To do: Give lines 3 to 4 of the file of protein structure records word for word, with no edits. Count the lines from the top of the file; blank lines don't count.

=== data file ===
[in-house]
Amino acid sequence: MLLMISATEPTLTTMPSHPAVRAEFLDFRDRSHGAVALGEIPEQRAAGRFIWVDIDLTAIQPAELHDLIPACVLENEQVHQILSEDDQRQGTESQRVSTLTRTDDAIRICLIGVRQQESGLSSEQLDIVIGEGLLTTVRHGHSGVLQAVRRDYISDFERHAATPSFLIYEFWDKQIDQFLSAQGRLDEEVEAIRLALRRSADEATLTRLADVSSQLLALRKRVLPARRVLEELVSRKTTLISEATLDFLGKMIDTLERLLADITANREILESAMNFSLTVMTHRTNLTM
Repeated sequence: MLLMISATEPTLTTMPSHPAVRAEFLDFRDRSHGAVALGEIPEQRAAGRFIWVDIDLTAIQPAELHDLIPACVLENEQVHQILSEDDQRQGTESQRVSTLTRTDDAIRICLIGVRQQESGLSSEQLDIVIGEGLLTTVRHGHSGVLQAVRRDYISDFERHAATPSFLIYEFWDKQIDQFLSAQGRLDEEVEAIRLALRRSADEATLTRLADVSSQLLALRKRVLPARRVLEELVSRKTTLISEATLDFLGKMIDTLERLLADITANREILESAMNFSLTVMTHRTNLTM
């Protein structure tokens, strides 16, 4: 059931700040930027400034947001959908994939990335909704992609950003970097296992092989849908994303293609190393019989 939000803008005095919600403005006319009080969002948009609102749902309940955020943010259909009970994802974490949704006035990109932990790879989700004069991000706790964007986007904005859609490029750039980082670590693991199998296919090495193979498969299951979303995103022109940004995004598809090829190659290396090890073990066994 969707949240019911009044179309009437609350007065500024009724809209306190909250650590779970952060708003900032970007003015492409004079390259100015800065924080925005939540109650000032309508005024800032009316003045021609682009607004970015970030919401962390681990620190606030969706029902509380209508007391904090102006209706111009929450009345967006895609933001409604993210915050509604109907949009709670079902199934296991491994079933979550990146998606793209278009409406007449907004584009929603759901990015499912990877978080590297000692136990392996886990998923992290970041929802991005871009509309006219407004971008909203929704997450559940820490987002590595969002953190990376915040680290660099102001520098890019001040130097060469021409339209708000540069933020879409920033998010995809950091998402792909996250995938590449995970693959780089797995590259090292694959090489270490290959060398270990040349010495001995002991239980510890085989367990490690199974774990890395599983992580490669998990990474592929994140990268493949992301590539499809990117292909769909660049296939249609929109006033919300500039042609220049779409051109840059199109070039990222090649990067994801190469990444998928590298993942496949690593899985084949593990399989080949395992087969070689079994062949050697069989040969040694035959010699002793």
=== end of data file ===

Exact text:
Repeated sequence: MLLMISATEPTLTTMPSHPAVRAEFLDFRDRSHGAVALGEIPEQRAAGRFIWVDIDLTAIQPAELHDLIPACVLENEQVHQILSEDDQRQGTESQRVSTLTRTDDAIRICLIGVRQQESGLSSEQLDIVIGEGLLTTVRHGHSGVLQAVRRDYISDFERHAATPSFLIYEFWDKQIDQFLSAQGRLDEEVEAIRLALRRSADEATLTRLADVSSQLLALRKRVLPARRVLEELVSRKTTLISEATLDFLGKMIDTLERLLADITANREILESAMNFSLTVMTHRTNLTM
């Protein structure tokens, strides 16, 4: 059931700040930027400034947001959908994939990335909704992609950003970097296992092989849908994303293609190393019989 939000803008005095919600403005006319009080969002948009609102749902309940955020943010259909009970994802974490949704006035990109932990790879989700004069991000706790964007986007904005859609490029750039980082670590693991199998296919090495193979498969299951979303995103022109940004995004598809090829190659290396090890073990066994 969707949240019911009044179309009437609350007065500024009724809209306190909250650590779970952060708003900032970007003015492409004079390259100015800065924080925005939540109650000032309508005024800032009316003045021609682009607004970015970030919401962390681990620190606030969706029902509380209508007391904090102006209706111009929450009345967006895609933001409604993210915050509604109907949009709670079902199934296991491994079933979550990146998606793209278009409406007449907004584009929603759901990015499912990877978080590297000692136990392996886990998923992290970041929802991005871009509309006219407004971008909203929704997450559940820490987002590595969002953190990376915040680290660099102001520098890019001040130097060469021409339209708000540069933020879409920033998010995809950091998402792909996250995938590449995970693959780089797995590259090292694959090489270490290959060398270990040349010495001995002991239980510890085989367990490690199974774990890395599983992580490669998990990474592929994140990268493949992301590539499809990117292909769909660049296939249609929109006033919300500039042609220049779409051109840059199109070039990222090649990067994801190469990444998928590298993942496949690593899985084949593990399989080949395992087969070689079994062949050697069989040969040694035959010699002793």